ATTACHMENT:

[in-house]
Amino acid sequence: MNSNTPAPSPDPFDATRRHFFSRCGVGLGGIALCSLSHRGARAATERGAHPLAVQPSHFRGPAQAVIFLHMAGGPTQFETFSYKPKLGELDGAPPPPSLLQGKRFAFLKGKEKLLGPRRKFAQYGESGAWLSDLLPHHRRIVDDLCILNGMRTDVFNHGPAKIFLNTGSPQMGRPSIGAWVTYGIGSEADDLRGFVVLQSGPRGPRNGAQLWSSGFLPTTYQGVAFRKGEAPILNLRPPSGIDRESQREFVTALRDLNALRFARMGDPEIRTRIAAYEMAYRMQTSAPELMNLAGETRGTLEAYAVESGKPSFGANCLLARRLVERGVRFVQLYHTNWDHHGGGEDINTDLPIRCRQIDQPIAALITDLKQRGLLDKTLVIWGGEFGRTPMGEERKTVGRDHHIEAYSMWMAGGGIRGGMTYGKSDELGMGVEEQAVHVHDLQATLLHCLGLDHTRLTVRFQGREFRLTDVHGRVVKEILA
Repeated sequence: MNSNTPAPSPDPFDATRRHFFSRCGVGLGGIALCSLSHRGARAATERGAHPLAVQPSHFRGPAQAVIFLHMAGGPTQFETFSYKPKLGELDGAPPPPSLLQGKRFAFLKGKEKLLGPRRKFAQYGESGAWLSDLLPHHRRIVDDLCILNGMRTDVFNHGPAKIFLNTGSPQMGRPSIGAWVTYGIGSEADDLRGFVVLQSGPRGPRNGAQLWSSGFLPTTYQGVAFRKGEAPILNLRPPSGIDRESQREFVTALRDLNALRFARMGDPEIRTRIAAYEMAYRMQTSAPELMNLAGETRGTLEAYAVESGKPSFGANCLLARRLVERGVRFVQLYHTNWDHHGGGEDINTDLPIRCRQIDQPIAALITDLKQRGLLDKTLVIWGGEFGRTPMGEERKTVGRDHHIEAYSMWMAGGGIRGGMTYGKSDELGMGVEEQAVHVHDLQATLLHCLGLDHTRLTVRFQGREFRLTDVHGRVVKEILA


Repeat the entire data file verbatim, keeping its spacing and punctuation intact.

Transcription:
[in-house]
Amino acid sequence: MNSNTPAPSPDPFDATRRHFFSRCGVGLGGIALCSLSHRGARAATERGAHPLAVQPSHFRGPAQAVIFLHMAGGPTQFETFSYKPKLGELDGAPPPPSLLQGKRFAFLKGKEKLLGPRRKFAQYGESGAWLSDLLPHHRRIVDDLCILNGMRTDVFNHGPAKIFLNTGSPQMGRPSIGAWVTYGIGSEADDLRGFVVLQSGPRGPRNGAQLWSSGFLPTTYQGVAFRKGEAPILNLRPPSGIDRESQREFVTALRDLNALRFARMGDPEIRTRIAAYEMAYRMQTSAPELMNLAGETRGTLEAYAVESGKPSFGANCLLARRLVERGVRFVQLYHTNWDHHGGGEDINTDLPIRCRQIDQPIAALITDLKQRGLLDKTLVIWGGEFGRTPMGEERKTVGRDHHIEAYSMWMAGGGIRGGMTYGKSDELGMGVEEQAVHVHDLQATLLHCLGLDHTRLTVRFQGREFRLTDVHGRVVKEILA
Repeated sequence: MNSNTPAPSPDPFDATRRHFFSRCGVGLGGIALCSLSHRGARAATERGAHPLAVQPSHFRGPAQAVIFLHMAGGPTQFETFSYKPKLGELDGAPPPPSLLQGKRFAFLKGKEKLLGPRRKFAQYGESGAWLSDLLPHHRRIVDDLCILNGMRTDVFNHGPAKIFLNTGSPQMGRPSIGAWVTYGIGSEADDLRGFVVLQSGPRGPRNGAQLWSSGFLPTTYQGVAFRKGEAPILNLRPPSGIDRESQREFVTALRDLNALRFARMGDPEIRTRIAAYEMAYRMQTSAPELMNLAGETRGTLEAYAVESGKPSFGANCLLARRLVERGVRFVQLYHTNWDHHGGGEDINTDLPIRCRQIDQPIAALITDLKQRGLLDKTLVIWGGEFGRTPMGEERKTVGRDHHIEAYSMWMAGGGIRGGMTYGKSDELGMGVEEQAVHVHDLQATLLHCLGLDHTRLTVRFQGREFRLTDVHGRVVKEILA